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09:50, 20 August 2014 Wednesday
Update: 17:15, 17 September 2012 Monday

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Defiant PM tells TÜSİAD to mind its own business
Defiant PM tells TÜSİAD to mind its own business

Erdoğan said: “They are saying things like ‘It is our right to know.' Whose right is what? How extensive is that right? Ümit Boynar can't measure that. She should mind her own business.”

World Bulletin / News Desk 

Prime Minister Recep Tayyip Erdoğan has told business group the Turkish Industrialists and Businessmen's Association (TÜSİAD) to mind its own business, responding to questions from the organization regarding a munitions depot explosion in Afyon that killed 25 soldiers and the deaths of 34 civilians in an airstrike in Şırnak last year.

TÜSİAD President Ümit Boyner in remarks made late last week said, “The citizens want to understand what happened in Uludere [the Şırnak district where 34 locals were killed in an airstrike, with the military later announcing they were mistaken for terrorists] and the background to the blast in Afyon,” referring to a military arsenal explosion in that city last week that claimed the lives of 25 soldiers. “People want to know why these happened and who is responsible,” she said.

Speaking to journalists in Bosnia and Herzegovina, where he visited as part of an official trip to three countries last week, Erdoğan said: “They are saying things like ‘It is our right to know.' Whose right is what? How extensive is that right? Ümit Boynar can't measure that. She should mind her own business.”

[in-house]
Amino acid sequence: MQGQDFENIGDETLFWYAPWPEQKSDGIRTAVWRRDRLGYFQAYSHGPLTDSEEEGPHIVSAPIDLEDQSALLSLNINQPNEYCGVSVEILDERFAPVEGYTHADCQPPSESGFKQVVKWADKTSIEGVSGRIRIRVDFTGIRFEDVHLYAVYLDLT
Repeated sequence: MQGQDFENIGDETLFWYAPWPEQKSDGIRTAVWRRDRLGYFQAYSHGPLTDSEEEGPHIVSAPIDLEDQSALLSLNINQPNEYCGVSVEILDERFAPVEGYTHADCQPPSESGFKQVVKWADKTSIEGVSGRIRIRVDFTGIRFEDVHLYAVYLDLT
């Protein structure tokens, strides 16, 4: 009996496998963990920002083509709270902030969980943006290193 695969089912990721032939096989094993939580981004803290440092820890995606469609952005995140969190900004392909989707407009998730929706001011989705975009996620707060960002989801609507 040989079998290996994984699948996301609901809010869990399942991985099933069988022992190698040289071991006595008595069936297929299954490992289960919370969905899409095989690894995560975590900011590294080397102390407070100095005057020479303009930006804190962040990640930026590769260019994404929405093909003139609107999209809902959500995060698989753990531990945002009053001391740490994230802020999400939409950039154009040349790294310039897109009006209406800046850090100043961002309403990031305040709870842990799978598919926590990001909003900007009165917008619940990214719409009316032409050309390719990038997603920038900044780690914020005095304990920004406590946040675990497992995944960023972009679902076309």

Opponents have been criticizing the prime minister for a long time, saying he has become increasingly intolerant of criticism or opposing views, frequently scolding editors publicly for publications that go against the government's ideas.

TÜSİAD and the Justice and Development Party (AK Party) government have had a troubled relationship since the AK Party came to power nearly a decade ago. TÜSİAD has been criticized for a pro-military stance in the past, particularly the Feb. 28 period, and is seen by some as an elite club representing the interests of the country's secular establishment.

Deputy Prime Minister Bülent Arınç last week accused TÜSİAD of being a member of the “gang of five,” a phrase used to refer to the workers' unions Turkish Confederation of Labor Unions (Türk-İş), the Confederation of Revolutionary Workers' Unions (DİSK), Turkish Union of Chambers and Commodity Exchanges (TOBB), Turkish Confederation of Employers' Unions (TİSK) and the Turkish Tradesmen and Artisans' Confederation (TESK), who displayed a pro-military stance during the period initiated by the Feb. 28, 1997 unarmed military intervention, which caused the resignation of the government in power in summer of the same year. “They [TÜBİTAK] were part of the gang of five to overthrow the government,” Arınç said.

Boyner responded to Arınç's accusation, saying: “TÜSİAD has been working to increase Turkey's democratic standards for the past 41 years. It has never been part of the initiative Mr. Arınç defines as ‘the gang of five'.”

Most recently, the government and TÜSİAD clashed over a government proposal to change the duration of the country's compulsory education. TÜSİAD vehemently opposed the change, along with various other groups, mostly women's rights groups.

The government accused TÜSİAD of acting like an opposition party. AK Party Deputy Chairman Ömer Çelik even remarked at the time: “If that's how it is going to be, they should establish a party and confront us as such. If they talk in the style of a political party, that will be the response they'll get. They shouldn't see this as a form of pressure or the imposition of a stance,” in response to a statement from TÜSİAD asserting that it is a basic right of a civil society organization to criticize an impending bill.

The education bill has since been enacted into law.



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